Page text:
Australia does not need any more trials into medicinal marijuana and there is a risk more research would slow the country down five or 10 years, according to a drug law reform advocate.
With a Legislative Assembly committee due to consider proposed laws to legalise marijuana for medical purposes in the ACT, experts in Canberra will host a public forum on the issue on Tuesday.
In July, ACT Greens Minister Shane Rattenbury introduced a bill into the Legislative Assembly that would allow terminally and chronically ill people in Canberra to grow marijuana and use the drug to alleviate pain and symptoms, if they had approval from the ACT Chief Health Officer. The bill will be considered by an Assembly committee, due to report by June next year.
Tuesday's forum will feature a number of experts discussing evidence about the effectiveness and safety of medicinal cannabis, its history and various supply and regulatory options.
The president of the Australian Drug Law Reform Foundation, Dr Alex Wodak, is one of the panellists and said the community was now generally in favour of medicinal cannabis.
Research indicates 69 per cent of the public support legalising cannabis for medical purposes while 74 per cent support a clinical trial.
"The questions now are how and when, rather than whether," Dr Wodak said.
"The three big questions are how is it going to be supplied, what sorts of regulatory approval will there be and how should people take medicinal cannabis."
Dr Wodak said he believed Australia did not need more clinical trials to decide whether the country should proceed with medicinal cannabis.
"In order to allow any medicine, you want to know that it's effective and safe and we know from current research, where there's over 100 randomised control trials, we've got plenty of evidence that medicinal cannabis is effective and is safe," he said.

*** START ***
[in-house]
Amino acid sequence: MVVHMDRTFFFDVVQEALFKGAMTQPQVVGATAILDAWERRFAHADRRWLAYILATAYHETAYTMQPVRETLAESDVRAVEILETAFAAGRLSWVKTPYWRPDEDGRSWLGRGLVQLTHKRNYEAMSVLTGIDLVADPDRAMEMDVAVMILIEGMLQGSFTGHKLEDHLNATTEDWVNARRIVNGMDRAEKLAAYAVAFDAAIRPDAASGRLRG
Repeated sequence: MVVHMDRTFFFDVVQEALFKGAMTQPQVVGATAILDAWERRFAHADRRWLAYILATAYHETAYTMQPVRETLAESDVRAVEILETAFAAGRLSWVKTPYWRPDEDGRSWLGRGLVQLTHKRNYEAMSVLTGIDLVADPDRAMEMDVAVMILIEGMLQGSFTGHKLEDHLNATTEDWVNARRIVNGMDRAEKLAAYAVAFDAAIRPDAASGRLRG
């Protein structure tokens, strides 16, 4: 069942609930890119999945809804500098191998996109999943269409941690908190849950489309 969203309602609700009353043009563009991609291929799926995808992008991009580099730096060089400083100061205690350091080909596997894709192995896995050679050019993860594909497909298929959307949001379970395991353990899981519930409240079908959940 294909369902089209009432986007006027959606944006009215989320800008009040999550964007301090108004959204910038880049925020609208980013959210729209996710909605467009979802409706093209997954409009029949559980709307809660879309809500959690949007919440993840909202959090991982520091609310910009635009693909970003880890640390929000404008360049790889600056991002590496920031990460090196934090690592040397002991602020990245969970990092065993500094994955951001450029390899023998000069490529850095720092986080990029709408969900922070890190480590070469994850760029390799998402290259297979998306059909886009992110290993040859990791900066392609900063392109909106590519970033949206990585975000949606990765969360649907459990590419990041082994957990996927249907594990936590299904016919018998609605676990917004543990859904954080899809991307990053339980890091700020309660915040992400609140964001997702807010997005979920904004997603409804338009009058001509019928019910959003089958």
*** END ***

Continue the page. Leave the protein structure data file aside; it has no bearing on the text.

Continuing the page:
"There still are some unanswered questions but we don't need more research just to decide whether or not we want to do it. Frankly the risk of proceeding with more research is that it might just slow us down another five or 10 years and there are a lot of people who feel they won't be around in five or 10 years and I can't blame them for wanting it now."
Alcohol Tobacco and Other Drug Association ACT executive officer Carrie Fowlie said some Canberrans were already self-medicating for various health conditions, and some were doing it with the support of their doctors, even though such behaviour was illegal.
She said all forms of cannabis were currently prohibited in the ACT and Australia, despite evidence indicating medicinal cannabis could be beneficial for health conditions such as HIV, cancer, multiple sclerosis and epilepsy.
"I think the issue is that we need a compassionate regime whereby seriously and terminally ill individuals who have been appropriately authorised, may use and possess cannabis without penalty and I think there's a lot of interest in looking at what could this compassionate regime look like and that's really one of the main purposes of the forum," Ms Fowlie said.
"We hope it's time for our jurisdictions to look seriously at how we might be able to take the next step forward and what's being done in the Legislative Assembly is a really positive step towards being able to do this."
The public forum will be held in Legislative Assembly reception room at 5.30pm on Tuesday.